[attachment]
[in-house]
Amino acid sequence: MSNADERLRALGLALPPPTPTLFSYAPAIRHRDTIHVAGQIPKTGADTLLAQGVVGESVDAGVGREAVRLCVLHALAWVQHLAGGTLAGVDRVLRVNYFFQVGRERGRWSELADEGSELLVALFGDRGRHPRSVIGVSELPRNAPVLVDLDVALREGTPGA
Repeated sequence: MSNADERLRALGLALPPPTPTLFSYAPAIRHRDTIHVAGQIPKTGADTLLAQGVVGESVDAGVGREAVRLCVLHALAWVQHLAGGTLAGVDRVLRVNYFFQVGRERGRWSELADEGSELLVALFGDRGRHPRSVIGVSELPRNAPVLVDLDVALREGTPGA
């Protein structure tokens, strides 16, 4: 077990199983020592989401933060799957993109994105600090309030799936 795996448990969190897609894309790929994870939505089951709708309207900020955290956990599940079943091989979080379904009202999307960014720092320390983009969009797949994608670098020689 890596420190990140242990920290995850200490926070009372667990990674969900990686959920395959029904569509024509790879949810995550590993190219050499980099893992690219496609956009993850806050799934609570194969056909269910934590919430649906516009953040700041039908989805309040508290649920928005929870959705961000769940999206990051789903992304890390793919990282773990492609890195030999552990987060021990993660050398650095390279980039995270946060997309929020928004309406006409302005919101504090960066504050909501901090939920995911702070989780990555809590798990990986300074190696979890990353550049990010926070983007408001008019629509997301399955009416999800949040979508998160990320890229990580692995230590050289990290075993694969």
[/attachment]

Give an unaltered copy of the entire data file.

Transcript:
[in-house]
Amino acid sequence: MSNADERLRALGLALPPPTPTLFSYAPAIRHRDTIHVAGQIPKTGADTLLAQGVVGESVDAGVGREAVRLCVLHALAWVQHLAGGTLAGVDRVLRVNYFFQVGRERGRWSELADEGSELLVALFGDRGRHPRSVIGVSELPRNAPVLVDLDVALREGTPGA
Repeated sequence: MSNADERLRALGLALPPPTPTLFSYAPAIRHRDTIHVAGQIPKTGADTLLAQGVVGESVDAGVGREAVRLCVLHALAWVQHLAGGTLAGVDRVLRVNYFFQVGRERGRWSELADEGSELLVALFGDRGRHPRSVIGVSELPRNAPVLVDLDVALREGTPGA
């Protein structure tokens, strides 16, 4: 077990199983020592989401933060799957993109994105600090309030799936 795996448990969190897609894309790929994870939505089951709708309207900020955290956990599940079943091989979080379904009202999307960014720092320390983009969009797949994608670098020689 890596420190990140242990920290995850200490926070009372667990990674969900990686959920395959029904569509024509790879949810995550590993190219050499980099893992690219496609956009993850806050799934609570194969056909269910934590919430649906516009953040700041039908989805309040508290649920928005929870959705961000769940999206990051789903992304890390793919990282773990492609890195030999552990987060021990993660050398650095390279980039995270946060997309929020928004309406006409302005919101504090960066504050909501901090939920995911702070989780990555809590798990990986300074190696979890990353550049990010926070983007408001008019629509997301399955009416999800949040979508998160990320890229990580692995230590050289990290075993694969």